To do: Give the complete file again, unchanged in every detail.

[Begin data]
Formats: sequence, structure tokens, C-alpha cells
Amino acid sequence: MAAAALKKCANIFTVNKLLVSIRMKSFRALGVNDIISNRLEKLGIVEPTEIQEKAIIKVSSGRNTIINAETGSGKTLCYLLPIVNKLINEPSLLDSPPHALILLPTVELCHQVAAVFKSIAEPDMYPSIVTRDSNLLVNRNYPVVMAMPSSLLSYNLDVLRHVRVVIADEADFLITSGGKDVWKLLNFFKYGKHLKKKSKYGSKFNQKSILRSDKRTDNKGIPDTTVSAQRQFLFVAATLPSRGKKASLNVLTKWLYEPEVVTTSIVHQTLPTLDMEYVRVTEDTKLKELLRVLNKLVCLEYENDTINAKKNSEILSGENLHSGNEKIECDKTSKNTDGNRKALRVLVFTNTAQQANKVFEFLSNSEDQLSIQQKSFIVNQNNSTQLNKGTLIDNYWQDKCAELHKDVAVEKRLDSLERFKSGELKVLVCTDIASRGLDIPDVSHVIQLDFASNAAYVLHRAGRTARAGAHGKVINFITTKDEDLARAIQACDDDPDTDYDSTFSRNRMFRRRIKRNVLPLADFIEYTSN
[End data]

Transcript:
Formats: sequence, structure tokens, C-alpha cells
Amino acid sequence: MAAAALKKCANIFTVNKLLVSIRMKSFRALGVNDIISNRLEKLGIVEPTEIQEKAIIKVSSGRNTIINAETGSGKTLCYLLPIVNKLINEPSLLDSPPHALILLPTVELCHQVAAVFKSIAEPDMYPSIVTRDSNLLVNRNYPVVMAMPSSLLSYNLDVLRHVRVVIADEADFLITSGGKDVWKLLNFFKYGKHLKKKSKYGSKFNQKSILRSDKRTDNKGIPDTTVSAQRQFLFVAATLPSRGKKASLNVLTKWLYEPEVVTTSIVHQTLPTLDMEYVRVTEDTKLKELLRVLNKLVCLEYENDTINAKKNSEILSGENLHSGNEKIECDKTSKNTDGNRKALRVLVFTNTAQQANKVFEFLSNSEDQLSIQQKSFIVNQNNSTQLNKGTLIDNYWQDKCAELHKDVAVEKRLDSLERFKSGELKVLVCTDIASRGLDIPDVSHVIQLDFASNAAYVLHRAGRTARAGAHGKVINFITTKDEDLARAIQACDDDPDTDYDSTFSRNRMFRRRIKRNVLPLADFIEYTSN